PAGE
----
Oh, hang on a minute. Sorry. It appears the above paragraph is the result of concussion sustained during the crash landing. Nikolai and pals didn’t actually storm any flak guns or drive back to friendly lines in a nippy Leichter Panzerspähwagen. They staggered from their broken bomber with hands raised and were promptly marched off to a PoW camp, along with the survivors of all the other A-20s sent to decimate Krasny Kurgan. 15/06/1943 was a black day for the 244th Bomber Aviation Regiment, and no mistake.

As IL-2 doesn’t do beardy incarceration montages followed by brief accounts of miraculous escapes, it looks like I have no option but to turn my back on Nikolai Novichok at this point and take up the story of his cousin.

Allow me to introduce Neville Novichok. Rather fortuitously in the light of Sunday’s RAF centenary, he’s half-English and flew Supermarine Spitfires during the Battle of Kuban.

The donated Spits that helped the Soviets liberate the Taman Peninsula in 1943 were better machines than the ones that helped the RAF win the Battle of Britain in 1940. VBs rather than Mk Is, they packed harder-hitting weaponry (Hispano cannons in addition to rifle-calibre Brownings) carried more armour, and, thanks to improved Merlins, had better performance at altitude.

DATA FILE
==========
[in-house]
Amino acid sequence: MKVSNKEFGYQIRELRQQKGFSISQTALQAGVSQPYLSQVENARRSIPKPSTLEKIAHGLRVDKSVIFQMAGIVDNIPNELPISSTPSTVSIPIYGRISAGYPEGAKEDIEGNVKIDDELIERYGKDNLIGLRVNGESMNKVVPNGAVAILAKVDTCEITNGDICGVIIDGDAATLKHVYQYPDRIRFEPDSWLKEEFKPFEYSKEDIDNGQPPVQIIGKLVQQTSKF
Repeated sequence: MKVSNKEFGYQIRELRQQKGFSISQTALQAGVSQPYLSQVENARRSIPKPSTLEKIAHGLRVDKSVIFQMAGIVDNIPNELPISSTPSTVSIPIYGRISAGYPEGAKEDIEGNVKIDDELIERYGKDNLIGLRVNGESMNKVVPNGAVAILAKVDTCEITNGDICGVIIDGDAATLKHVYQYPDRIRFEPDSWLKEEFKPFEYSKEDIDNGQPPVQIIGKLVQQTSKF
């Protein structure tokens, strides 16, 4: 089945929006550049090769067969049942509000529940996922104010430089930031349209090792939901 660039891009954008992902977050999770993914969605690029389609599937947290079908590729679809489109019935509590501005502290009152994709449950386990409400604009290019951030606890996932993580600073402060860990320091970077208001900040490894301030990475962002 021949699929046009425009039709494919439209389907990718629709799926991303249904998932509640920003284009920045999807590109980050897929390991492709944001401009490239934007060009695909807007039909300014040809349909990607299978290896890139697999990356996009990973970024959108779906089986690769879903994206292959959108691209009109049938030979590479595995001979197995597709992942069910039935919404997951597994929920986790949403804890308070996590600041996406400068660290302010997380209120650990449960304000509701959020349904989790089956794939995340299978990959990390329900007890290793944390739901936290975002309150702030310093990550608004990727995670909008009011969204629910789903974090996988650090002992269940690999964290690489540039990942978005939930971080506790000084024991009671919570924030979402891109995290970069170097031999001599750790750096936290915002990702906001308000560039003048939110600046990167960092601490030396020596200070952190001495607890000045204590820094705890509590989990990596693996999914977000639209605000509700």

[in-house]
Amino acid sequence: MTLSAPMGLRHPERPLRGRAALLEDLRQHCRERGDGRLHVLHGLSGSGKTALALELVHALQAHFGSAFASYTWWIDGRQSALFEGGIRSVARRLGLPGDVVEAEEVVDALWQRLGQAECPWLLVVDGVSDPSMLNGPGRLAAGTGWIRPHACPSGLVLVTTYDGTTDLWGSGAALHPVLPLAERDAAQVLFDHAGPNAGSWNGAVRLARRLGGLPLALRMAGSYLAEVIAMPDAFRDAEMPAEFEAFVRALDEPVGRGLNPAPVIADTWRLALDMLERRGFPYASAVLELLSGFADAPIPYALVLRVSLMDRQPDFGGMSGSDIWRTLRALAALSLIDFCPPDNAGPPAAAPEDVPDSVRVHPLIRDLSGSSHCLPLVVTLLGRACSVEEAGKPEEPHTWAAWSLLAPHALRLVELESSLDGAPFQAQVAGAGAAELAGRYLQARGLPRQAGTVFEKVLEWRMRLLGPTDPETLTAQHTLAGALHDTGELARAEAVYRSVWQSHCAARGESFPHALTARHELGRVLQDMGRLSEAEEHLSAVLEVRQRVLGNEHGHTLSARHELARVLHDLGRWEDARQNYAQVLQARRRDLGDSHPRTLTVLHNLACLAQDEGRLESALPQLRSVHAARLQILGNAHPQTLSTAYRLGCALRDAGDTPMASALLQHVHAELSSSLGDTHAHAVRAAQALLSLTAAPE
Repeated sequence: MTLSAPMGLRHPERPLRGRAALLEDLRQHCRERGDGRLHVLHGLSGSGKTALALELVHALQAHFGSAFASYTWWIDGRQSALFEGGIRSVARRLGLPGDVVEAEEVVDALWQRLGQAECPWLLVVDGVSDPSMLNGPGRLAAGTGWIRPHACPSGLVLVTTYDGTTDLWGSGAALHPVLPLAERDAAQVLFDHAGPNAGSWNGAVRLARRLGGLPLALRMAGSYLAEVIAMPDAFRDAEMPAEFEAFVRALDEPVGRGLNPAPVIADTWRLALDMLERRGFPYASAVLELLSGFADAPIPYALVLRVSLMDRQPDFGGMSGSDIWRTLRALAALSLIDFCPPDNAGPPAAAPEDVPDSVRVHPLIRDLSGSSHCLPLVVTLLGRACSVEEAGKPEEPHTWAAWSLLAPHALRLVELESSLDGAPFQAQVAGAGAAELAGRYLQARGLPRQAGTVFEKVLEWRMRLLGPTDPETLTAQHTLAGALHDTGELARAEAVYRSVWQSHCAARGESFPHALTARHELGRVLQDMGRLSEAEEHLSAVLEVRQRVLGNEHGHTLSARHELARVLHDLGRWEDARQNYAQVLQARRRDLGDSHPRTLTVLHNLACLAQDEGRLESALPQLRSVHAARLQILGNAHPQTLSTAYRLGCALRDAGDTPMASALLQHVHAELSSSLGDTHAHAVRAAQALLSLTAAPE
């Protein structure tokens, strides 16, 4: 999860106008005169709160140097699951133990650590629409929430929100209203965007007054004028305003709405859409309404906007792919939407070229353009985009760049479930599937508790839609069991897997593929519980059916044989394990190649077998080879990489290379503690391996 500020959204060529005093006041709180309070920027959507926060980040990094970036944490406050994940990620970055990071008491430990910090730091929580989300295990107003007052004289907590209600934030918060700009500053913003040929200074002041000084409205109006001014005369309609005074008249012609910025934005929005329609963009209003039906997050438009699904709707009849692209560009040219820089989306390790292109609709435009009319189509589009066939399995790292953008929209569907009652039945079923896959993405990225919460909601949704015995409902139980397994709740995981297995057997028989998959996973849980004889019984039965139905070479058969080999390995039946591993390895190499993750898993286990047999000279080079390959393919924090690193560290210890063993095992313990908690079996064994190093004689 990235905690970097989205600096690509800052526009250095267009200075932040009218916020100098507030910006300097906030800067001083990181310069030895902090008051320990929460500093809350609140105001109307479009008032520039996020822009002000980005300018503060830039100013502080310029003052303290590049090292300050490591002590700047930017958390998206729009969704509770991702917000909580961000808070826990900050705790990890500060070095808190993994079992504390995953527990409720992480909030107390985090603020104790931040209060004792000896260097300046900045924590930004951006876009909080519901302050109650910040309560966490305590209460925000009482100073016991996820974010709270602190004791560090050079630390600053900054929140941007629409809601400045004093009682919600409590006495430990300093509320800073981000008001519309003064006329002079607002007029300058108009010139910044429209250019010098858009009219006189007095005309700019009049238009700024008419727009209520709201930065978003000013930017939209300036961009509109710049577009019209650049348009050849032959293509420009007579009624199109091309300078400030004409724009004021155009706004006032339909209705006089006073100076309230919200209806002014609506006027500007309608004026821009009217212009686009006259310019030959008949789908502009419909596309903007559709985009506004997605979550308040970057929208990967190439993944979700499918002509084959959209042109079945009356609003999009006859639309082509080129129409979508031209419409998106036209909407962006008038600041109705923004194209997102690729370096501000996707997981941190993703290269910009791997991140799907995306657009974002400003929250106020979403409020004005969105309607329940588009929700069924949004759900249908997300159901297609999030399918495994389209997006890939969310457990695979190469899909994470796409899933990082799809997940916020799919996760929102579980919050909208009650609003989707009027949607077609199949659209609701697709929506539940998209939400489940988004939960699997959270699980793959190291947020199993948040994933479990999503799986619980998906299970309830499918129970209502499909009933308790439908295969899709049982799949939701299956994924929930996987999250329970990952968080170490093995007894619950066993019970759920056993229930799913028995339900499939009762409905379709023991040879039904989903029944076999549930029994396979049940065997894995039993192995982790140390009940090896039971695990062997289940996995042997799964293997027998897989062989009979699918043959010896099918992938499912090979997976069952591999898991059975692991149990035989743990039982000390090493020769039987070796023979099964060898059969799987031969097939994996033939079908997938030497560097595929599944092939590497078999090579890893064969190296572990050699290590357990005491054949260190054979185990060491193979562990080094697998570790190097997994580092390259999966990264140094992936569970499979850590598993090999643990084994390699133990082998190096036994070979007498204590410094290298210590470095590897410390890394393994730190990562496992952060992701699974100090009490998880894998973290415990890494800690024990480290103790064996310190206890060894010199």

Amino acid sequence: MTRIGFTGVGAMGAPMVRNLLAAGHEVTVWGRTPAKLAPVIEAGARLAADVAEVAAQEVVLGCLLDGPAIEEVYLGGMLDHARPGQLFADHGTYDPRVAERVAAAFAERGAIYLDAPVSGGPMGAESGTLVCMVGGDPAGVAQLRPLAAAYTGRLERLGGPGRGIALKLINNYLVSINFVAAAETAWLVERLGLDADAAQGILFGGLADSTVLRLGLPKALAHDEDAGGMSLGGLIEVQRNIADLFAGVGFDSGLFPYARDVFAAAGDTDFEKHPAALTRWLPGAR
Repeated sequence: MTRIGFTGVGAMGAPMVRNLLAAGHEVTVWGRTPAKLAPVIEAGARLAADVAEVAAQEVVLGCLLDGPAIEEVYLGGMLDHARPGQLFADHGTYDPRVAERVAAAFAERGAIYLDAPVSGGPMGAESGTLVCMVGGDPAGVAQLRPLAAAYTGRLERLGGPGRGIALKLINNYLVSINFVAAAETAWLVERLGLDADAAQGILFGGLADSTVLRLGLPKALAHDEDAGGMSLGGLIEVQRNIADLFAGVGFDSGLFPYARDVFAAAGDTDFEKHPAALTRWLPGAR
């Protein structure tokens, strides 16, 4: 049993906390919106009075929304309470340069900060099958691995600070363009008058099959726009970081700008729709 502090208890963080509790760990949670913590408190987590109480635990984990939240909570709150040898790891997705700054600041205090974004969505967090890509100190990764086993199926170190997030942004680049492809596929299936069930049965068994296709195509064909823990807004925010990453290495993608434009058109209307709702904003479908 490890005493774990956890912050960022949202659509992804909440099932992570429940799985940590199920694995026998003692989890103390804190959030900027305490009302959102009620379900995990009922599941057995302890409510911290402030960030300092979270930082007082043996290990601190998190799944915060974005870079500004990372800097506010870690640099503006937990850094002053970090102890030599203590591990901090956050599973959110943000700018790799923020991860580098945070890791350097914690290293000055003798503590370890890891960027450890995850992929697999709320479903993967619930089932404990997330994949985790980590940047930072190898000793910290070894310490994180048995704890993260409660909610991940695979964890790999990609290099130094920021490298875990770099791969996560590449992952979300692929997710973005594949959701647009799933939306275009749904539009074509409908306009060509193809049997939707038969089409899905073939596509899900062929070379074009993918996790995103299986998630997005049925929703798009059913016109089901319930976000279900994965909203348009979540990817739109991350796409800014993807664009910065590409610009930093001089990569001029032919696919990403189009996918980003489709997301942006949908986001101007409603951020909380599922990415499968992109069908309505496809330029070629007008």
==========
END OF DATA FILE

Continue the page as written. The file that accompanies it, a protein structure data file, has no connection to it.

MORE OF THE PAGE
Once VVS pilots had learned how to exploit their key strengths (excellent manoeuvrability and rapid acceleration) and work around their key weaknesses (dispersed firepower and a relatively slow dive) they enjoyed considerable success with them. Whether Neville has the necessary talent to use his Brummie beauty the way aces like Johnnie Johnson and George Beurling used theirs remains to be seen.

08.30, 24/04/1943. Hearing an unfamiliar engine note overhead, suntanned toilers in the fields next to Krasnodar aerodrome, unbend their backs as four strange sylph-like fighters hasten upwards and westwards. The echelon of 57th Guards Fighter Aviation Regiment Spitfires is making for Abinskaya, a hamlet 70 kilometres away where Soviet troops are massing for a coming assault. Once there they will loiter for as long as their fuel reserves allow, in case the Luftwaffe attempts a spoiling raid.

Slightly bored after twenty minutes of undisturbed circling, Neville Novichok is thinking about a crimson dragonfly that earlier that morning took a fancy to his shaving brush when a radio message from the Flight Leader turns his mind to less elegant creatures of the air. Andron Makarov has spotted four Bf 109s and four Ju 87s approaching from the direction of Anapa.

They have the numbers, but we have the height. I wait until a pair of Stukas is almost directly below me then pull my stick to starboard. A direction-reversing split-s puts me almost exactly where I want to be and moments after I dab my fire button for the first time one of the crook-winged refugee molesters begins to smoke. Breaking right in panic, the other dive bomber gets my second and third bursts. I’m about to give it a fourth, when it jettisons its bomb load and noses down seemingly done for. Two kills in twenty seconds. Not bad. And that pompous twit at RAF Prangford said I’d never make a fighter pilot!

Once they realise there are wolves amongst their flock, the LW shepherds aren’t slow to respond. I’m searching the sky for a third victim when my view is triptyched by vertical cannon shell trails.